History and scandal marked the 94th Oscars held in Los Angeles on Sunday.
Troy Kotsur made history by becoming the first male deaf actor to win the Best Supporting Actor award for CODA. Sian Heder’s film also won the big prize of the evening – Best Picture – as well as Adapted Screenplay.
Will Smith’s Oscar for Best Actor for King Richard was overshadowed by his assault on presenter Chris Rock for a barb about Will Smith’s wife Jada-Pinkett Smith. The slap, telecast live and frozen by photographers and meme makers around the world, was the most viral moment from a sluggish and overly long ceremony.
Before the awards presentation, Hollywood’s finest lit up the red carpet.
The standout moments at the presentation ceremony included Troy Kotsur’s signed acceptance speech and Ariana DeBose’s emotional response to winning the Best Supporting Actress for West Side Story. Dressed in a Valentino custom-made outfit, DeBose said, “You see a queer, openly queer woman of color, an Afro Latina who found her strength in life through art.”
CODA actor Troy Kotsur won the crowd with an equally emotional speech in which he thanked the deaf community and his father.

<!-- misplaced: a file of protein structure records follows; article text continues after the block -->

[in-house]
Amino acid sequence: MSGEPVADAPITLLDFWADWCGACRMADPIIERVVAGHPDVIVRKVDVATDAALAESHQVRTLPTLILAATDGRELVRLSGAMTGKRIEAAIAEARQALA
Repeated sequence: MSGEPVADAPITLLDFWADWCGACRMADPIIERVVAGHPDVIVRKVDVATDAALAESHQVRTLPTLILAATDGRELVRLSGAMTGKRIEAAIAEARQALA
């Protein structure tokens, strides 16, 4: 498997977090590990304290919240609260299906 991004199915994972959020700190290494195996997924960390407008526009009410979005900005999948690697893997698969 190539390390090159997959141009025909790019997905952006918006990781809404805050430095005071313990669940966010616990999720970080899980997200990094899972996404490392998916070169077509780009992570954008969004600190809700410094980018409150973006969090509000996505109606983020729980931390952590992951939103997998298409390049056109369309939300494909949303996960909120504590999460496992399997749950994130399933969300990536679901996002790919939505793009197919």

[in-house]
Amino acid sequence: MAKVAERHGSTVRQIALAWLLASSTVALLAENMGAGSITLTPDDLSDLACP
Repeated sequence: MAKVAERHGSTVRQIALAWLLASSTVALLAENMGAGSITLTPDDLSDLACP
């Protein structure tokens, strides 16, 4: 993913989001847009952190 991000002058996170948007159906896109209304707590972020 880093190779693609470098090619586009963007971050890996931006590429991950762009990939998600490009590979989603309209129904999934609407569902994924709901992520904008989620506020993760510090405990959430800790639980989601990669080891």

British costume designer Jenny Beavan won her third Oscar for Cruella. Beaven has previously won Oscars for Room With A View (shared with John Bright) and Mad Max: Fury Road. She described her outfit as a channelling of her “inner Cruella”.
Kenneth Branagh’s Belfast, which is black-and-white except for a few sequences, had seven nominations but won in a single category – Best Original Screenplay. The autobiographical film is set in the Northern Ireland city in 1969, in the year sectarian conflict broke out between Protestants and Catholics.
The Troubles, as they are known, are seen through the eyes of young Buddy (Jude Hill). The cast includes Jamie Dornan and Caitriona Balfe as Buddy’s parents and Judi Dench and Ciaran Hinds as Buddy’s grandparents.
The grace note was provided by Liza Minnelli, marking 50 years since her film Cabaret, and actor-singer Lady Gaga. Denied an Oscar nomination for her performance in Ridley Scott’s House of Gucci, Gaga was the picture of poise and tenderness as she accompanied the wheelchair-bound Minnelli to the stage to present the Best Picture Oscar.
As Minnelli faltered with the names of the nominees, Lady Gaga told her, “I got you.” Minnelli replied, “I know.”
The night included a moment of silence for Russia’s war on Ukraine and several references to the conflict.